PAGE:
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Original scientific paper

Problems of Hydraulic Conductivity Estimation in Clayey Karst Soils

R. Adamcova
F. Ottner
G. Durn
S. Greifeneder
I. Dananaj
M. Dubikova
R. Skalsky
S. Miko
S. Kapelj

Fulltext: english, pdf (1 MB) pages 195-203 downloads: 827* cite
APA 6th Edition
Adamcova, R., Ottner, F., Durn, G., Greifeneder, S., Dananaj, I., Dubikova, M., ... Kapelj, S. (2005). Problems of Hydraulic Conductivity Estimation in Clayey Karst Soils. Geologia Croatica, 58 (2), 195-203. Retrieved from https://hrcak.srce.hr/3656
MLA 8th Edition
Adamcova, R., et al. "Problems of Hydraulic Conductivity Estimation in Clayey Karst Soils." Geologia Croatica, vol. 58, no. 2, 2005, pp. 195-203. https://hrcak.srce.hr/3656. Accessed 30 Jul. 2021.
Chicago 17th Edition
Adamcova, R., F. Ottner, G. Durn, S. Greifeneder, I. Dananaj, M. Dubikova, R. Skalsky, S. Miko and S. Kapelj. "Problems of Hydraulic Conductivity Estimation in Clayey Karst Soils." Geologia Croatica 58, no. 2 (2005): 195-203. https://hrcak.srce.hr/3656
Harvard
Adamcova, R., et al. (2005). 'Problems of Hydraulic Conductivity Estimation in Clayey Karst Soils', Geologia Croatica, 58(2), pp. 195-203. Available at: https://hrcak.srce.hr/3656 (Accessed 30 July 2021)
Vancouver
Adamcova R, Ottner F, Durn G, Greifeneder S, Dananaj I, Dubikova M, et al. Problems of Hydraulic Conductivity Estimation in Clayey Karst Soils. Geologia Croatica [Internet]. 2005 [cited 2021 July 30];58(2):195-203. Available from: https://hrcak.srce.hr/3656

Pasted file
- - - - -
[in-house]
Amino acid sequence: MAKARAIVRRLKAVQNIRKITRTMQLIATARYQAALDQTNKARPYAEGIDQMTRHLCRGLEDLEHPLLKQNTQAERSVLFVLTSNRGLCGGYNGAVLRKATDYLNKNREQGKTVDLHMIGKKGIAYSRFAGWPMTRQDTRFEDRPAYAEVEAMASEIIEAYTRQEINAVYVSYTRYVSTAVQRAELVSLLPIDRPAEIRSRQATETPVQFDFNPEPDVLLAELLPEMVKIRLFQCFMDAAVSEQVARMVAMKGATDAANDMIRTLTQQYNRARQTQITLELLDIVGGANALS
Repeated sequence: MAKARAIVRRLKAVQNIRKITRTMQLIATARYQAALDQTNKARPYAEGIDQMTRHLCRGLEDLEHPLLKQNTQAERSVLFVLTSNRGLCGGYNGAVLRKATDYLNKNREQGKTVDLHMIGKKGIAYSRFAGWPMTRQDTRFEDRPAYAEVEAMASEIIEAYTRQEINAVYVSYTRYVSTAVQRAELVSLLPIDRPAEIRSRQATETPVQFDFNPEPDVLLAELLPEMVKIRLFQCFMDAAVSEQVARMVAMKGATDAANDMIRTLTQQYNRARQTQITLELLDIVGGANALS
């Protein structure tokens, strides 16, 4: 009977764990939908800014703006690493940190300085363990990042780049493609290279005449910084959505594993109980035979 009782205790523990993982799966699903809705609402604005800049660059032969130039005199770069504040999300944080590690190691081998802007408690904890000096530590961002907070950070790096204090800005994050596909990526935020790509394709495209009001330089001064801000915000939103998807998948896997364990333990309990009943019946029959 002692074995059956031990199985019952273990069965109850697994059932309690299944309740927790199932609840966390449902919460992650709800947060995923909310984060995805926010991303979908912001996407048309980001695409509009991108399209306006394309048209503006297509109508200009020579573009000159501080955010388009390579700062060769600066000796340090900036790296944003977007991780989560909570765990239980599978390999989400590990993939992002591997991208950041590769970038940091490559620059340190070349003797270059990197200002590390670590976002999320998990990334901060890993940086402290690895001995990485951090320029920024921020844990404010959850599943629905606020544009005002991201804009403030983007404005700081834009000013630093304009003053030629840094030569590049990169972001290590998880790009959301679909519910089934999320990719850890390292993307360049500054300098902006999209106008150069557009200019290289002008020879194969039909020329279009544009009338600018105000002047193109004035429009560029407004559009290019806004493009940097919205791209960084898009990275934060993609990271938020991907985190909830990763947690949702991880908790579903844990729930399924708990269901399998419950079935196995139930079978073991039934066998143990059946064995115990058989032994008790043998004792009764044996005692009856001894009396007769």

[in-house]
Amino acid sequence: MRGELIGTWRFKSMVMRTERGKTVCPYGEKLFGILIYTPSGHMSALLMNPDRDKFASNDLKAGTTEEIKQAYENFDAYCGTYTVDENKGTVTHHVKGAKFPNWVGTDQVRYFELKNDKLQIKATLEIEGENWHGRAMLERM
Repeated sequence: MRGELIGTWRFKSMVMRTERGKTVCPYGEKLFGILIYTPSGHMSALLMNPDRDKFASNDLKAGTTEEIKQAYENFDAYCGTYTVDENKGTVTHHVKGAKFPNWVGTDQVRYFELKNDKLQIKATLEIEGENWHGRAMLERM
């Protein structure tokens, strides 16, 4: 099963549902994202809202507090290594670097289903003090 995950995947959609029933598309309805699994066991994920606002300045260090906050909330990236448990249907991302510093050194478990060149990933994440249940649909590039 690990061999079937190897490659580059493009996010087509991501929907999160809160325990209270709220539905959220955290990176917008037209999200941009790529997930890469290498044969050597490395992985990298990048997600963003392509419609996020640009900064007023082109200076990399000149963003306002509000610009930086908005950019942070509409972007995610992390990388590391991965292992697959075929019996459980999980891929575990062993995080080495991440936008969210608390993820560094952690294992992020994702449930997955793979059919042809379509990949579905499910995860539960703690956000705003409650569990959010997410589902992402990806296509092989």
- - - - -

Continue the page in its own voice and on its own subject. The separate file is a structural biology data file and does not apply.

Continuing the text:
IEEE
R. Adamcova, et al., "Problems of Hydraulic Conductivity Estimation in Clayey Karst Soils", Geologia Croatica, vol.58, no. 2, pp. 195-203, 2005. [Online]. Available: https://hrcak.srce.hr/3656. [Accessed: 30 July 2021]

Abstracts
Even in karst areas, considerably thick soils can be found in accumulation zones. Here, the degree of groundwater vulnerability depends not only on the thickness, but also on the hydraulic conductivity and retention properties of the soil cover. The hydraulic conductivity of fine-grained karst soils from Slovakia, Croatia and Austria was studied within several international research projects, by the application of four different test methods. Results are discussed from different points of view. Triaxial tests yielded a very broad interval between the maximum and minimum hydraulic conductivity (from 5.83x10-7 m.s-1 to 3.50x10-11 m.s-1), therefore the mean value cannot be used in any calculations. The consolidometer method gave lower values in general, between 9.40x10-10 m.s-1 to 3.59x10-8 m.s-1. However, this method overestimates the soil “impermeability”. Estimates based on grain size are unsuitable, as fine-grained soils did not fulfil the random conditions of known formula. Finally, the “in situ” hydraulic conductivity was measured using a Guelph permeameter. As expected, “in situ” tests showed 100 to 1000-times higher kf than the laboratory tests. This method best reflects the real conditions. Therefore, only this type of data should be considered in any environmental modelling. In a soil profile, hydraulic conductivity depends on the mineral composition, depth, secondary compaction, etc. The degree and duration of saturation with water is very important for young soils containing smectite. Their hydraulic conductivity might be very low when saturated for long time, but also very high, when open desiccation cracks occur. A very slight trend was found, but only in Slovak soils, showing a decrease in the hydraulic conductivity with increasing content of the clay fraction <0.002 mm. These results should contribute to a better estimate of the protective role of soils in groundwater vulnerability maps.

Keywords
Karst soils; Hydraulic conductivity; Triaxial permeameter; Consolidometer; Guelp permeameter; Grain size

Hrčak ID: 3656

URI
https://hrcak.srce.hr/3656

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